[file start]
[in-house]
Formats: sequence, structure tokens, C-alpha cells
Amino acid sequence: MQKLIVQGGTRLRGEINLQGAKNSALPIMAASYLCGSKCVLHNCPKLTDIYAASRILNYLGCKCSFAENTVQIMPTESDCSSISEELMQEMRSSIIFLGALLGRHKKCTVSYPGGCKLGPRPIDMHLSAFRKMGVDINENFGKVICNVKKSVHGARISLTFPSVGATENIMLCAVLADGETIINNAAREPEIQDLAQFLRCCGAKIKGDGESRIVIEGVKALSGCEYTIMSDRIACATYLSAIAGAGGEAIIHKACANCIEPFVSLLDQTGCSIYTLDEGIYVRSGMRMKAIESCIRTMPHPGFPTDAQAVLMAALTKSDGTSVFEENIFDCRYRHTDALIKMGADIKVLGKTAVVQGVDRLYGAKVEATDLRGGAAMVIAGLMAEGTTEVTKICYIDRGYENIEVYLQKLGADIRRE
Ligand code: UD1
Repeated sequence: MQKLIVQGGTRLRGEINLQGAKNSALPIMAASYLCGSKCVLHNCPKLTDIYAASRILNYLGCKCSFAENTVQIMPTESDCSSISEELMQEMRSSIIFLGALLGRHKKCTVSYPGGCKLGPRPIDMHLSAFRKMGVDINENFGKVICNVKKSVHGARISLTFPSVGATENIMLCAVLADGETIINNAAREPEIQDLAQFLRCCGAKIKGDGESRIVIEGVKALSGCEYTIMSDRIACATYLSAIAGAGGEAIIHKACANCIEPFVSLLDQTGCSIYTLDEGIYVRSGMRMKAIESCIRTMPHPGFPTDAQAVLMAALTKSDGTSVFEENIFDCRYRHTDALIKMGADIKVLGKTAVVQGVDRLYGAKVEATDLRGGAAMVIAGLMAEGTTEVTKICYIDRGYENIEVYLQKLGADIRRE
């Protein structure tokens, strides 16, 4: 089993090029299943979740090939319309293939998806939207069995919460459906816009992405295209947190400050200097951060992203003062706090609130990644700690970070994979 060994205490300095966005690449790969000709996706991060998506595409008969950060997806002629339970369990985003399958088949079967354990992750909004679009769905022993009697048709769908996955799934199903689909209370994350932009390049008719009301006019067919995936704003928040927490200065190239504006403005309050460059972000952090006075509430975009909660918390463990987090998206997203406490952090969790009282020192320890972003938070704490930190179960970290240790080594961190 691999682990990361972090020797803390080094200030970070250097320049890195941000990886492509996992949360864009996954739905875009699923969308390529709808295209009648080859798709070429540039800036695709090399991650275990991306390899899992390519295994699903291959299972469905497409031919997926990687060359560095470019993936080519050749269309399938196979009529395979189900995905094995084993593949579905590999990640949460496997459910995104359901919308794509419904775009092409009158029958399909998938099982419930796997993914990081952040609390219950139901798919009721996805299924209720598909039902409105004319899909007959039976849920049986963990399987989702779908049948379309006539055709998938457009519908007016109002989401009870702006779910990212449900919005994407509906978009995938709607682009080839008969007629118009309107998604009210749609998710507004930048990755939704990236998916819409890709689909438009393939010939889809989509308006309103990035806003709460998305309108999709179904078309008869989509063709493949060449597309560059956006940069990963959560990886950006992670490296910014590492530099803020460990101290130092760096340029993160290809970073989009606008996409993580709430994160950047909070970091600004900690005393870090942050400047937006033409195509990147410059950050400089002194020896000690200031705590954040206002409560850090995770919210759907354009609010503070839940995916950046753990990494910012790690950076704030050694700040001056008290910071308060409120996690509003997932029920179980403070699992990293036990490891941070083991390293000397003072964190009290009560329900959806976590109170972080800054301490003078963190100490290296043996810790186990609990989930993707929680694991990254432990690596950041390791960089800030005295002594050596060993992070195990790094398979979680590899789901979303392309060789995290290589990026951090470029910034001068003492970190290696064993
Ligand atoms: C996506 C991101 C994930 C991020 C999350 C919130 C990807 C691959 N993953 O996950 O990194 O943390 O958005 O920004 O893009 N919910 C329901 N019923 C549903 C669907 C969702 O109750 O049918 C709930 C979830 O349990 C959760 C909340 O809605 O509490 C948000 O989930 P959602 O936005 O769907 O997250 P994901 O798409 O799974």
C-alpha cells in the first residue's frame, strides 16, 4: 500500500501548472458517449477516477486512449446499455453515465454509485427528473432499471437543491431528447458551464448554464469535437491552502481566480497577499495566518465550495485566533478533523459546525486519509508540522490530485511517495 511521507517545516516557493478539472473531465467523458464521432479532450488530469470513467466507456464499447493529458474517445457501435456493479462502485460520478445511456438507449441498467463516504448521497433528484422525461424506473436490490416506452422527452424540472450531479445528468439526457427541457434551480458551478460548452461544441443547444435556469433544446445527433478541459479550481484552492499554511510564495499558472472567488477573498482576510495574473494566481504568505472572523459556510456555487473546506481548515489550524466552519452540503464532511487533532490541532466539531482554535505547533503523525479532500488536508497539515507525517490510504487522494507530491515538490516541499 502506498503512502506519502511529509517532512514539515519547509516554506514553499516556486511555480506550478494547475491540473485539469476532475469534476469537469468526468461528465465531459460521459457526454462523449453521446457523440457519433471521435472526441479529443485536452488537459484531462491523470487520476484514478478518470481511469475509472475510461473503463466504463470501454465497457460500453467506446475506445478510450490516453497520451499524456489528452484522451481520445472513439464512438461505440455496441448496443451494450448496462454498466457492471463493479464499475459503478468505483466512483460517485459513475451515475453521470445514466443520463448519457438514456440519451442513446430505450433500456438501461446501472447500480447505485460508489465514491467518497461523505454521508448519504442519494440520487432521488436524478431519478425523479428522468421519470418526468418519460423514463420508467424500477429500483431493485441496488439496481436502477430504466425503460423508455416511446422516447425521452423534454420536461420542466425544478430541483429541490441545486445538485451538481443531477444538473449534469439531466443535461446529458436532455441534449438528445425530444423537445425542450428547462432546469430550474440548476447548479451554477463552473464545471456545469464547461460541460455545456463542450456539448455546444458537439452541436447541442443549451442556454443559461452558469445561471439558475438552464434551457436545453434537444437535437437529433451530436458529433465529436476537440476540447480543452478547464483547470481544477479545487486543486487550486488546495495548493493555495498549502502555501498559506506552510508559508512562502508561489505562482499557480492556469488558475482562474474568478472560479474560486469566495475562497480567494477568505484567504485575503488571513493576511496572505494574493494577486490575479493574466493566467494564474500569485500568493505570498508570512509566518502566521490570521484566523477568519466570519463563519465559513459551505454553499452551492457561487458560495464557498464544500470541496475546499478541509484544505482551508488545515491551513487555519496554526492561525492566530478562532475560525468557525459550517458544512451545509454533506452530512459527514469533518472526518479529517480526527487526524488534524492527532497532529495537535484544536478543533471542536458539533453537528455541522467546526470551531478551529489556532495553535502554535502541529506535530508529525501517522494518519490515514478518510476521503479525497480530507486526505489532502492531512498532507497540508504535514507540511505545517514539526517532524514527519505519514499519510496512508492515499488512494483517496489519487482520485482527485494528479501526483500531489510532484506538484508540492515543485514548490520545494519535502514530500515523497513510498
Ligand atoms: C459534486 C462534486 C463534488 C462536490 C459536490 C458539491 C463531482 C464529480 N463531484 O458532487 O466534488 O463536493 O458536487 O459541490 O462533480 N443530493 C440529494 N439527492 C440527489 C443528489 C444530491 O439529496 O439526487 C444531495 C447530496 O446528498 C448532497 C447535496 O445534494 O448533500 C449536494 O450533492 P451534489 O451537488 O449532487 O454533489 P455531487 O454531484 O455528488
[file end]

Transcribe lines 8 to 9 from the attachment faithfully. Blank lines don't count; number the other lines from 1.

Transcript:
C-alpha cells in the first residue's frame, strides 16, 4: 500500500501548472458517449477516477486512449446499455453515465454509485427528473432499471437543491431528447458551464448554464469535437491552502481566480497577499495566518465550495485566533478533523459546525486519509508540522490530485511517495 511521507517545516516557493478539472473531465467523458464521432479532450488530469470513467466507456464499447493529458474517445457501435456493479462502485460520478445511456438507449441498467463516504448521497433528484422525461424506473436490490416506452422527452424540472450531479445528468439526457427541457434551480458551478460548452461544441443547444435556469433544446445527433478541459479550481484552492499554511510564495499558472472567488477573498482576510495574473494566481504568505472572523459556510456555487473546506481548515489550524466552519452540503464532511487533532490541532466539531482554535505547533503523525479532500488536508497539515507525517490510504487522494507530491515538490516541499 502506498503512502506519502511529509517532512514539515519547509516554506514553499516556486511555480506550478494547475491540473485539469476532475469534476469537469468526468461528465465531459460521459457526454462523449453521446457523440457519433471521435472526441479529443485536452488537459484531462491523470487520476484514478478518470481511469475509472475510461473503463466504463470501454465497457460500453467506446475506445478510450490516453497520451499524456489528452484522451481520445472513439464512438461505440455496441448496443451494450448496462454498466457492471463493479464499475459503478468505483466512483460517485459513475451515475453521470445514466443520463448519457438514456440519451442513446430505450433500456438501461446501472447500480447505485460508489465514491467518497461523505454521508448519504442519494440520487432521488436524478431519478425523479428522468421519470418526468418519460423514463420508467424500477429500483431493485441496488439496481436502477430504466425503460423508455416511446422516447425521452423534454420536461420542466425544478430541483429541490441545486445538485451538481443531477444538473449534469439531466443535461446529458436532455441534449438528445425530444423537445425542450428547462432546469430550474440548476447548479451554477463552473464545471456545469464547461460541460455545456463542450456539448455546444458537439452541436447541442443549451442556454443559461452558469445561471439558475438552464434551457436545453434537444437535437437529433451530436458529433465529436476537440476540447480543452478547464483547470481544477479545487486543486487550486488546495495548493493555495498549502502555501498559506506552510508559508512562502508561489505562482499557480492556469488558475482562474474568478472560479474560486469566495475562497480567494477568505484567504485575503488571513493576511496572505494574493494577486490575479493574466493566467494564474500569485500568493505570498508570512509566518502566521490570521484566523477568519466570519463563519465559513459551505454553499452551492457561487458560495464557498464544500470541496475546499478541509484544505482551508488545515491551513487555519496554526492561525492566530478562532475560525468557525459550517458544512451545509454533506452530512459527514469533518472526518479529517480526527487526524488534524492527532497532529495537535484544536478543533471542536458539533453537528455541522467546526470551531478551529489556532495553535502554535502541529506535530508529525501517522494518519490515514478518510476521503479525497480530507486526505489532502492531512498532507497540508504535514507540511505545517514539526517532524514527519505519514499519510496512508492515499488512494483517496489519487482520485482527485494528479501526483500531489510532484506538484508540492515543485514548490520545494519535502514530500515523497513510498
Ligand atoms: C459534486 C462534486 C463534488 C462536490 C459536490 C458539491 C463531482 C464529480 N463531484 O458532487 O466534488 O463536493 O458536487 O459541490 O462533480 N443530493 C440529494 N439527492 C440527489 C443528489 C444530491 O439529496 O439526487 C444531495 C447530496 O446528498 C448532497 C447535496 O445534494 O448533500 C449536494 O450533492 P451534489 O451537488 O449532487 O454533489 P455531487 O454531484 O455528488